‘Let’s go,’ I say.

I follow Jake up the stairs, concentrate on the sway of his hips to keep myself cheerful. I feel a bit strange, dizzy and slightly nauseous. I didn’t think that walking up the stairs behind a guy would remind me of hospital corridors. Maybe I’m just tired. I try to remember the rules about feeling sick – whenever possible get lots of fresh air, open a window or go outside if you can. Get good at distraction therapy – do something, anything, to keep your mind off it.

‘In here,’ he says.

His bedroom’s nothing special – a small room with a desk, a computer, scattered books on the floor, a chair and a single bed. On the walls are a few black and white posters – jazz musicians mostly.

He looks at me looking at his room. ‘You can put your bag down,’ he says.

He picks up dirty laundry from the bed and chucks it on the floor, straightens the duvet, sits down and pats the space next to him.

I don’t move. Because if I sit down on that bed, then I need the lights off.

‘Could you light that candle?’ I say.

He opens a drawer, pulls out matches and gets up to light the candle on the desk. He turns off the main light and sits back down.

Here is a real breathing boy, looking up at me, waiting for me. This is my moment, but I can feel my chest ticking. Maybe the only way to get through this without him thinking I’m a complete idiot is to pretend to be someone else. I decide to be Zoey, and begin to undo the buttons on her dress.

He watches me do it, one button, two buttons. He runs his tongue across his lips. Three buttons.

He stands up. ‘Let me do that.’

His fingers are quick. He’s done this before. Another girl, a different night. I wonder where she is now. Four buttons, five, and the little red dress slides from shoulder to hip, falls to the floor and lands at my feet like a kiss. I step out of it and stand before him in just my bra and knickers.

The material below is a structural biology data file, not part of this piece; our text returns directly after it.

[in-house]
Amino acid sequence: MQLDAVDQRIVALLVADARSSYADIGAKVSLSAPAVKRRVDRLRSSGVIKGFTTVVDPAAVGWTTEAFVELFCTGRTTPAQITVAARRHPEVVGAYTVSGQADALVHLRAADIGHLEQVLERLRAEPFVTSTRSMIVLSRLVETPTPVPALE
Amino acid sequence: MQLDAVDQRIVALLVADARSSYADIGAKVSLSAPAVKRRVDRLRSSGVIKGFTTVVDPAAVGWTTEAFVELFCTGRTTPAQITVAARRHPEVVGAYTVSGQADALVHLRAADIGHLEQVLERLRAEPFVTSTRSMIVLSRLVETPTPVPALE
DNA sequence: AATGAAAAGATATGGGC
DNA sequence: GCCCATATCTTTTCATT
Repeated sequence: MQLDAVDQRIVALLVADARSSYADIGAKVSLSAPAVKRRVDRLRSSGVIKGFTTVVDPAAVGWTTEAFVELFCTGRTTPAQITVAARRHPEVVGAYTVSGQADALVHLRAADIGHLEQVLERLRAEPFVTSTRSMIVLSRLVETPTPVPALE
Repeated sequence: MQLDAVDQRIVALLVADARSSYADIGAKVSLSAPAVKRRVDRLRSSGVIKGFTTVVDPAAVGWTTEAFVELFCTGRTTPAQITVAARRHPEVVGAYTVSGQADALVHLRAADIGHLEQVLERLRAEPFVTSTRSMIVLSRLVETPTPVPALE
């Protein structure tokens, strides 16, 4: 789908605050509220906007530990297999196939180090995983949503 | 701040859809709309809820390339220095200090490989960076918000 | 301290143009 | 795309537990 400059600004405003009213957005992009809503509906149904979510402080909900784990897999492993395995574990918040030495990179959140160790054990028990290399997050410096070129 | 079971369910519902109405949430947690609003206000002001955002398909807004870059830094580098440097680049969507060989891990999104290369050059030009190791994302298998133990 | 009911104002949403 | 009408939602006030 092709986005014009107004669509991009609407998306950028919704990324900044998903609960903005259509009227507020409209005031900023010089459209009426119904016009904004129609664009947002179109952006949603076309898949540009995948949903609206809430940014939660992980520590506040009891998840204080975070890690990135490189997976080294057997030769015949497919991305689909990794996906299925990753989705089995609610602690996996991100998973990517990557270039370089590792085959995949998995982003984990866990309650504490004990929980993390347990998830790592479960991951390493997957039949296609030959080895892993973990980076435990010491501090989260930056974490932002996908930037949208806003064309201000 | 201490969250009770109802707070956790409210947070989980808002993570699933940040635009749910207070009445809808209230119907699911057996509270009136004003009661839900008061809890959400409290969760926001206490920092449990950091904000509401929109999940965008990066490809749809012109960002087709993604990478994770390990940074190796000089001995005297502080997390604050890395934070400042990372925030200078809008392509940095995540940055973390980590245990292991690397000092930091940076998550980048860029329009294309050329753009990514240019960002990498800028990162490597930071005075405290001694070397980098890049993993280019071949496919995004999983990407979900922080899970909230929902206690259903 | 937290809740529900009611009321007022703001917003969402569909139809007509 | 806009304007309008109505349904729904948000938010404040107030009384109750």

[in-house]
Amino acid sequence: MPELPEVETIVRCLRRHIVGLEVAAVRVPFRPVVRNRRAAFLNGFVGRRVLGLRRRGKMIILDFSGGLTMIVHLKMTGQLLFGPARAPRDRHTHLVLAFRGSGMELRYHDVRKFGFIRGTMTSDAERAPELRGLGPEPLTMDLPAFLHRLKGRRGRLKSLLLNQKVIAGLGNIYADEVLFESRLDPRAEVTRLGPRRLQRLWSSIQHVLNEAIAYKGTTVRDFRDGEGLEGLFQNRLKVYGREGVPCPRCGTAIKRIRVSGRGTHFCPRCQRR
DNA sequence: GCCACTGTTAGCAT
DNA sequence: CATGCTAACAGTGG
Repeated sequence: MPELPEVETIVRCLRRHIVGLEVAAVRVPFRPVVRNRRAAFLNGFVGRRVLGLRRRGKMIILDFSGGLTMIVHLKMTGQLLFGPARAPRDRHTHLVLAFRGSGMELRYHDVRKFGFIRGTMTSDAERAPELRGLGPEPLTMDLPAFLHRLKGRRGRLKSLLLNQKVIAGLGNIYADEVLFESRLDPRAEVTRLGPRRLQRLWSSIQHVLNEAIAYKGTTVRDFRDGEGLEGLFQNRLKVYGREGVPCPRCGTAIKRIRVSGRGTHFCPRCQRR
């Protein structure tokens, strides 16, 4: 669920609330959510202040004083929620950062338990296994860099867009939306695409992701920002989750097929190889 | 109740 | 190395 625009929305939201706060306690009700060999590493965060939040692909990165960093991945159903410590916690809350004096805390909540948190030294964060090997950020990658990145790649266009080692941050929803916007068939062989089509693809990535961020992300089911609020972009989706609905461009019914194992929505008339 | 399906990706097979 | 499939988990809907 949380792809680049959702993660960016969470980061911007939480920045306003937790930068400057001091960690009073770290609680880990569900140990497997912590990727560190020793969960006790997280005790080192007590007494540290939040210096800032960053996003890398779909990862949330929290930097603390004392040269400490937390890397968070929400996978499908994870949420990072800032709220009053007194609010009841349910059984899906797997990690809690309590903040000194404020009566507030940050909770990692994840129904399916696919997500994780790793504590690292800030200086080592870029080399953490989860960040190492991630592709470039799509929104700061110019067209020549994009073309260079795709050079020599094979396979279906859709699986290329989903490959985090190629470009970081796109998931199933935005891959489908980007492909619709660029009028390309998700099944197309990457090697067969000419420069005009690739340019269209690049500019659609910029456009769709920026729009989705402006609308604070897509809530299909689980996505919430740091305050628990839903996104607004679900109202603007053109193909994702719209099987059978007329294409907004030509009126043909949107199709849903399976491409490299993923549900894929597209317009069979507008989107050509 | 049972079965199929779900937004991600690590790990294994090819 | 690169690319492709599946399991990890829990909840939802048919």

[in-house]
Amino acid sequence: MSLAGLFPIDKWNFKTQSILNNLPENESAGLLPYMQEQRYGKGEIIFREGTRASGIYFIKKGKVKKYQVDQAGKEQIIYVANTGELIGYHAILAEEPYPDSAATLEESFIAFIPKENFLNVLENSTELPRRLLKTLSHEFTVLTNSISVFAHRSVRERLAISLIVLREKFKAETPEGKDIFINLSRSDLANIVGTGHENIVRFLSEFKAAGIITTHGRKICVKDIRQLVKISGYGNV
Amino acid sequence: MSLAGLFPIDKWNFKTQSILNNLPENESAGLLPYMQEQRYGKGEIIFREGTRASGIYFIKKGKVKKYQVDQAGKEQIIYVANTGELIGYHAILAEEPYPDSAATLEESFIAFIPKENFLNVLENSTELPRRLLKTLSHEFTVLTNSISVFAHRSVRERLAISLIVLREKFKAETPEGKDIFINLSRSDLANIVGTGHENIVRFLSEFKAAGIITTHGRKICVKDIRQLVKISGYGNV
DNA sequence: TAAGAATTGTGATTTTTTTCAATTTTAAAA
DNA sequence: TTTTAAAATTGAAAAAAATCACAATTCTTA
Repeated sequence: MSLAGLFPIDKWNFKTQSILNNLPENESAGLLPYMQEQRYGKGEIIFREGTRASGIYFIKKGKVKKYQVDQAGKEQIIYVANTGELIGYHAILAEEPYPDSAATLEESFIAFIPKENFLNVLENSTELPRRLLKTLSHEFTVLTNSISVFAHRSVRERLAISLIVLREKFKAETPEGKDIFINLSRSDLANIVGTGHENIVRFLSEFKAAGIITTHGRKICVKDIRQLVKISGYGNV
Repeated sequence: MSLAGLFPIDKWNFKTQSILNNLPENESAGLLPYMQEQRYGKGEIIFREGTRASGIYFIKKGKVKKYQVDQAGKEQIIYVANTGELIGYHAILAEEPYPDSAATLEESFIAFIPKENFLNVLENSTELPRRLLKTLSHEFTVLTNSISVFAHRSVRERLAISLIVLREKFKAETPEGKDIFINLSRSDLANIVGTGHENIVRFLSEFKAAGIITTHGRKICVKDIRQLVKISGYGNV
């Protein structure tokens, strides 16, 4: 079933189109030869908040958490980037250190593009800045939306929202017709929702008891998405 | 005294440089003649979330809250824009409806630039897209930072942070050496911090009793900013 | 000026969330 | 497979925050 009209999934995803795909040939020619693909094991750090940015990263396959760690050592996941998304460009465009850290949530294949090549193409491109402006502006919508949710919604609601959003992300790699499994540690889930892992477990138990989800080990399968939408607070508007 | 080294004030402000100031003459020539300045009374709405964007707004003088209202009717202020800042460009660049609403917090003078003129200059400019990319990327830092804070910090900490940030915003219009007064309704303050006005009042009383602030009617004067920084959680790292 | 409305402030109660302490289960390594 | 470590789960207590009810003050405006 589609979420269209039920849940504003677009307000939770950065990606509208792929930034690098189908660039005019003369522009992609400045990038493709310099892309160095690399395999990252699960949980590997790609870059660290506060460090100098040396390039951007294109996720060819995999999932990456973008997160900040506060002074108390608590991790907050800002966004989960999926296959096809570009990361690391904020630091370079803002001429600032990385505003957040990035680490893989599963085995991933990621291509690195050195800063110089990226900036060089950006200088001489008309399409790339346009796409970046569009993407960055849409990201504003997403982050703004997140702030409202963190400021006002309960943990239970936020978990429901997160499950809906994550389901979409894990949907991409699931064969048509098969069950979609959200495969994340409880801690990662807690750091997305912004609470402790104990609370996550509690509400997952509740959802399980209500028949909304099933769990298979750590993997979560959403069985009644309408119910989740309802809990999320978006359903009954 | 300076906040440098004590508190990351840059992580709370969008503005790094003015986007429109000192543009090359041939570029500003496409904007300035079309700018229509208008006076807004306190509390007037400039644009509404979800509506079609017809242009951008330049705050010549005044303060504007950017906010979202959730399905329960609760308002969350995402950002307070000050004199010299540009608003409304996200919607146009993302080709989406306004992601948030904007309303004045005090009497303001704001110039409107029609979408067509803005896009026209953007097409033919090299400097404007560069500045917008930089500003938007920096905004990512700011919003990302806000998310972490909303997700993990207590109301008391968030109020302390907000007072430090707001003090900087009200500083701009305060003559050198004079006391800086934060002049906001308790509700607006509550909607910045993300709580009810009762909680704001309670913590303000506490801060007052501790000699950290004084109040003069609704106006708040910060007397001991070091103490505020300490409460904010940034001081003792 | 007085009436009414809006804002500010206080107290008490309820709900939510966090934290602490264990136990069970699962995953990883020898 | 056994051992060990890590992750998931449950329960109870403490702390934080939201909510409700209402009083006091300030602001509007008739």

‘What’s that?’ He frowns at the puckered skin on my chest.

‘I was ill.’

‘What was wrong with you?’

I shut him up with kisses.

I smell different now I’m practically naked – musky and hot. He tastes different – of smoke and something sweet. Life maybe.

‘Aren’t you taking your clothes off?’ I ask in my best Zoey voice.

He pulls up his T-shirt, over his face, his arms raised. For a second he can’t see me, but he’s exposed – his narrow chest, freckled and young, the dark shine of hair under his armpits. He chucks his T-shirt on the floor and kisses me again. He tries to unbuckle his belt without looking, with only one hand, but can’t do it. He pulls away, looking at me all the while as he fumbles at button and zip. He steps out of his trousers and stands before me in his underwear. There’s a moment when maybe he’s uncertain, and he hesitates, seems shy. I notice his feet, innocent as daisies in their white socks, and I want to give him something.

‘I’ve never done this before,’ I say. ‘Not all the way with a guy.’

The candle gutters.

He doesn’t say anything for a second, then shakes his head like he just can’t believe it. ‘Wow, that’s amazing.’

I nod.

‘Come here.’

I bury myself in his shoulder. It’s comforting, as if things may be all right. He wraps one arm around me, the other creeping up my back to stroke my neck. His hand is warm. Two hours ago I didn’t even know his name.

Maybe we don’t have to have sex. Maybe we could just lie down and snuggle up, find sleep in each other’s arms under the duvet. Maybe we’ll fall in love. He’ll hunt for a cure and I’ll live for ever.

But no. ‘Have you got condoms?’ he whispers. ‘I’ve run out.’

I reach for Zoey’s bag and tip it upside down on the floor at our feet and he helps himself, puts the condom on the bedside table ready and starts to pull off his socks.

I take off my bra slowly. I’ve never been naked in front of a guy before. He looks at me as if he wants to eat me and is wondering where to start. I can hear my heart thumping. He has trouble with his pants, easing them over his hard-on. I pull off my knickers, find myself shivering. We’re both naked. I think of Adam and Eve.